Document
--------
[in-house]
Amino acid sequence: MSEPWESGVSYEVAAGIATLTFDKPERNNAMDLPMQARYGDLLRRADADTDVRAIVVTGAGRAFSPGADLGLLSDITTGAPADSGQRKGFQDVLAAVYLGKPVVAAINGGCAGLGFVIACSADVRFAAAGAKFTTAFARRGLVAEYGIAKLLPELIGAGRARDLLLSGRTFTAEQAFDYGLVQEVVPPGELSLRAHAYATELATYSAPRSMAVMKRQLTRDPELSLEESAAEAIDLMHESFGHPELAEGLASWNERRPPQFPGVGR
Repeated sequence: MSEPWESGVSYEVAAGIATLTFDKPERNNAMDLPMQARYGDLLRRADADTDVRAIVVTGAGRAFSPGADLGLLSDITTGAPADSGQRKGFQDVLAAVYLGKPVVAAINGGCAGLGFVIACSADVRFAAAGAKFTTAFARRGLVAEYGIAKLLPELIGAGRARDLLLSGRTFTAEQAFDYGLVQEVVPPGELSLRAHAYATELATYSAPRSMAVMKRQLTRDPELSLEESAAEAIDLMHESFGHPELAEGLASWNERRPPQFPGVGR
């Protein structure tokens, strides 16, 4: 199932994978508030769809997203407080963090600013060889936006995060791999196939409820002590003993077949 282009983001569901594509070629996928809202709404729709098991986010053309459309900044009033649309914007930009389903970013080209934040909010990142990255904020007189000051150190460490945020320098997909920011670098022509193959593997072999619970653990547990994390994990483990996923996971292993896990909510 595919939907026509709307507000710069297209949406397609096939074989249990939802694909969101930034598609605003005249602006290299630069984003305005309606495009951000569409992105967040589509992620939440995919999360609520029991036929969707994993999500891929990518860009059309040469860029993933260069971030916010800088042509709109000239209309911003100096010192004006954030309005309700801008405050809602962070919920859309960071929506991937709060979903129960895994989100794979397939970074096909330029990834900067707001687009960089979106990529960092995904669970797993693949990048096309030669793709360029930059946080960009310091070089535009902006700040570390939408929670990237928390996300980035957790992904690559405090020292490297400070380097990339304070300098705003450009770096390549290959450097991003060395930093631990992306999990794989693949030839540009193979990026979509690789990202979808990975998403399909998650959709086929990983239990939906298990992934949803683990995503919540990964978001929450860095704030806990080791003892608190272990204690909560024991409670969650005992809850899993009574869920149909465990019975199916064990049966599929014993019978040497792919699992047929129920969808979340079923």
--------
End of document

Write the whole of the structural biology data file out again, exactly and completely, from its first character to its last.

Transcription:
[in-house]
Amino acid sequence: MSEPWESGVSYEVAAGIATLTFDKPERNNAMDLPMQARYGDLLRRADADTDVRAIVVTGAGRAFSPGADLGLLSDITTGAPADSGQRKGFQDVLAAVYLGKPVVAAINGGCAGLGFVIACSADVRFAAAGAKFTTAFARRGLVAEYGIAKLLPELIGAGRARDLLLSGRTFTAEQAFDYGLVQEVVPPGELSLRAHAYATELATYSAPRSMAVMKRQLTRDPELSLEESAAEAIDLMHESFGHPELAEGLASWNERRPPQFPGVGR
Repeated sequence: MSEPWESGVSYEVAAGIATLTFDKPERNNAMDLPMQARYGDLLRRADADTDVRAIVVTGAGRAFSPGADLGLLSDITTGAPADSGQRKGFQDVLAAVYLGKPVVAAINGGCAGLGFVIACSADVRFAAAGAKFTTAFARRGLVAEYGIAKLLPELIGAGRARDLLLSGRTFTAEQAFDYGLVQEVVPPGELSLRAHAYATELATYSAPRSMAVMKRQLTRDPELSLEESAAEAIDLMHESFGHPELAEGLASWNERRPPQFPGVGR
């Protein structure tokens, strides 16, 4: 199932994978508030769809997203407080963090600013060889936006995060791999196939409820002590003993077949 282009983001569901594509070629996928809202709404729709098991986010053309459309900044009033649309914007930009389903970013080209934040909010990142990255904020007189000051150190460490945020320098997909920011670098022509193959593997072999619970653990547990994390994990483990996923996971292993896990909510 595919939907026509709307507000710069297209949406397609096939074989249990939802694909969101930034598609605003005249602006290299630069984003305005309606495009951000569409992105967040589509992620939440995919999360609520029991036929969707994993999500891929990518860009059309040469860029993933260069971030916010800088042509709109000239209309911003100096010192004006954030309005309700801008405050809602962070919920859309960071929506991937709060979903129960895994989100794979397939970074096909330029990834900067707001687009960089979106990529960092995904669970797993693949990048096309030669793709360029930059946080960009310091070089535009902006700040570390939408929670990237928390996300980035957790992904690559405090020292490297400070380097990339304070300098705003450009770096390549290959450097991003060395930093631990992306999990794989693949030839540009193979990026979509690789990202979808990975998403399909998650959709086929990983239990939906298990992934949803683990995503919540990964978001929450860095704030806990080791003892608190272990204690909560024991409670969650005992809850899993009574869920149909465990019975199916064990049966599929014993019978040497792919699992047929129920969808979340079923």